Also, the website states that games which include violent content, such as Fortnite, are linked to more aggressive behavior in teens. Unfortunately, 90% of popular video games portray violence, and the average daily time among kids who play video games ages 8 to 18 rose from 26 minutes per day in 1999 to almost 110 minutes (nearly two hours) per day by 2009 according to the article.

Another report by www.cnbc.com states that Prince Harry, Duke of Sussex, said at a recent event at a West London YMCA, “[Fortnite is] created to addict, an addiction to keep you in front of a computer for as long as possible.” In that same article, the author writes that “Even the World Health Organization weighed in on the issue of addictive video games last summer, with WHO officially recognizing ‘gaming disorder’ as a mental health condition afflicting gamers who can lack control over their playing habits for periods of months at a time.”

Photo courtesy of www.dhgate.com
Many video game users are switching from consoles to personal computers which are more powerful and efficient.

Because of this possible addiction to video games, some TBS students like eighth-grader Anthony Pace have restrictions on their gaming devices. “I usually play about an hour-and-a-half [on weekdays] and on the weekend I play four hours a day,” he said. “My dad has a screen time limit for my phone, so it’s kinda lame and I don’t get to sleep with my phone since my parents are strict.”

Like Pace, eighth-grader Eric Levine also has limits placed on his playing time. “During the week if I finish my homework, I play around 30 minutes to an hour,” he said. “During the weekend I play thirty minutes to four hours spread out through the day.”

Although video games can be addictive and violent, there are also positive outcomes associated with playing. According to the Palo Alto Medical Foundation (PAMF), video games may help children improve their manual dexterity and computer literacy. According to a 2014 study by the aforementioned Gentile, an associate professor of psychology, pro-social games which reward players for building a town or helping others within the game encourage children to show more empathy and helpfulness in their daily lives.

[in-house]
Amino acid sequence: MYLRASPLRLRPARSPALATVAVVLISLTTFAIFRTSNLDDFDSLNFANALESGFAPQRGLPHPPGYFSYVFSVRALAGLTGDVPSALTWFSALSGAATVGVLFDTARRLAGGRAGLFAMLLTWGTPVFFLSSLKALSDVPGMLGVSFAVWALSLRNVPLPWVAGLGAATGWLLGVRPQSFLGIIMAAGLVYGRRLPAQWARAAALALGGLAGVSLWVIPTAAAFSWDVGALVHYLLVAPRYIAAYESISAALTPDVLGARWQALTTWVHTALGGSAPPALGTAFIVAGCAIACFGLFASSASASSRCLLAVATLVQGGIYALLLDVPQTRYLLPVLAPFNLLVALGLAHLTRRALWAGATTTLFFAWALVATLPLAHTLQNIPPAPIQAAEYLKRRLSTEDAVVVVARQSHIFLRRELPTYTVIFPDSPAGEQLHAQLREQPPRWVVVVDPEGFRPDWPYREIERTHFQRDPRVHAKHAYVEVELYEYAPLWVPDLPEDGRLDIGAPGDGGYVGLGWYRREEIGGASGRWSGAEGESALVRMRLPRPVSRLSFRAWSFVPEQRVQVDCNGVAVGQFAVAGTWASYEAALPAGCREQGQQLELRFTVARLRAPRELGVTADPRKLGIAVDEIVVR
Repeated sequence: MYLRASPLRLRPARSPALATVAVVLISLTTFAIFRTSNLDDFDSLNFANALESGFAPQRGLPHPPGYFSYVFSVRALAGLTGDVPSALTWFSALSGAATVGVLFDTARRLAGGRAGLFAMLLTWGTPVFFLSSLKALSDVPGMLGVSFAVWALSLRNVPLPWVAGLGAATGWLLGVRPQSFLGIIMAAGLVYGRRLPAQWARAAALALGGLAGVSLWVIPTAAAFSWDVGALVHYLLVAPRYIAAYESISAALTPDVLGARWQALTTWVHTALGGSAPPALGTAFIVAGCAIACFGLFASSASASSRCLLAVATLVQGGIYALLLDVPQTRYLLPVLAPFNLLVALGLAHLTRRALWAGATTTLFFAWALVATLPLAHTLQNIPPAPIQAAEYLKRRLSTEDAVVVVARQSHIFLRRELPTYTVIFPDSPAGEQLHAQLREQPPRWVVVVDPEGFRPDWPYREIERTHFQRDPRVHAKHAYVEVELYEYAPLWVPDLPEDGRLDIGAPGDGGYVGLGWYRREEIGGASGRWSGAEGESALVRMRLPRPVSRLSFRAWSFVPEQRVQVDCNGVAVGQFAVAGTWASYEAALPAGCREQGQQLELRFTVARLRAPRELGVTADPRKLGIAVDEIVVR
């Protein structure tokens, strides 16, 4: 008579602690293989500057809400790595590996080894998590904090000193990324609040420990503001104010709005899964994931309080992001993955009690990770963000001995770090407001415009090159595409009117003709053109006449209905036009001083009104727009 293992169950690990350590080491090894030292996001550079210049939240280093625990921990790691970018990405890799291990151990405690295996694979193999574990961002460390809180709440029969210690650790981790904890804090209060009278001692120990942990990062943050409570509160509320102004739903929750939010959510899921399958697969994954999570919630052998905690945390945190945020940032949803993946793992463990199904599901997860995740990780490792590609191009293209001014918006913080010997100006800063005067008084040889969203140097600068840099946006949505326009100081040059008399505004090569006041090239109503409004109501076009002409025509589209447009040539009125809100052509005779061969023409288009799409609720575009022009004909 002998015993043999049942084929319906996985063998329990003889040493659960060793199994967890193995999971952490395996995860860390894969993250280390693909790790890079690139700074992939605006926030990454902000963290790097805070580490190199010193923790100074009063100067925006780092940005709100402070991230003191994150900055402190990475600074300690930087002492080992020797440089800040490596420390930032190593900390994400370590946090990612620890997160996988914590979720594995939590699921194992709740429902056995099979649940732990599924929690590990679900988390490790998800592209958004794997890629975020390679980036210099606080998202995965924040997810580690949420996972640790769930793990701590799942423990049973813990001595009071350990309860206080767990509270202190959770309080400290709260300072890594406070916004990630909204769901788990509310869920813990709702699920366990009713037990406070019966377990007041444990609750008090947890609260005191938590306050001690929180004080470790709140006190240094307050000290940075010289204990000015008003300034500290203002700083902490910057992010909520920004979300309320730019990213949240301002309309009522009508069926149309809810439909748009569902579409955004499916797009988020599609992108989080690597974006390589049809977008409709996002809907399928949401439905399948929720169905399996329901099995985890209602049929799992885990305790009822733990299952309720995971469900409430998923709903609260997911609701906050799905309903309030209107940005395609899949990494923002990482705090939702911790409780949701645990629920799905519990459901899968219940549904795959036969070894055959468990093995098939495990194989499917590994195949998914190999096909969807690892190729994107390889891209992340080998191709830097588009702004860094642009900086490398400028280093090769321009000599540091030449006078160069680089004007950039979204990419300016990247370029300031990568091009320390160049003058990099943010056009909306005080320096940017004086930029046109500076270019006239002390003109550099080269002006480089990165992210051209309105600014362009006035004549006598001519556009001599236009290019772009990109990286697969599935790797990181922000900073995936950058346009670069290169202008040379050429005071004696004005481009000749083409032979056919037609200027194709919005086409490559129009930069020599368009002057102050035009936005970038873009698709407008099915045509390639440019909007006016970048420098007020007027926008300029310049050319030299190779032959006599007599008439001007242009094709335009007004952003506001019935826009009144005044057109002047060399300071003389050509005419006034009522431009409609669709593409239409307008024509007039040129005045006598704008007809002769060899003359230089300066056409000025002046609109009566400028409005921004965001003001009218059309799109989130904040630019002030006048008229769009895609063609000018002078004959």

According to Healthline, the article states, “many games promote prosocial behaviors, such as cooperation, teamwork, sharing, and empathy. One analysis found that even playing first-person shooter games increases visual-spatial skills and that playing strategy or role-playing games boosts creative problem-solving skills. It also showed that games can improve mood, promote relaxation, and decrease stress and anxiety.”

So video games have both positive and negative effects, but in terms of the negative, do violent video games cause aggression, or do kids who are predisposed to aggression later in life also play more violent video games?

There is evidence out there that supports both points of view, but the bottom line is that too much of anything is a bad thing. Kids playing video games for several hours a day means less time for sleep, exercise, school work, and interpersonal relationships with friends and family. If that’s the case, it’s game over for many students who face the prospect of failing grades, failing health, and failing friendships. However, if they hit the reset button, or have adults in their lives who can help them by setting firm guidelines and monitoring their game play, they can avoid being sucked into the void of video game addiction.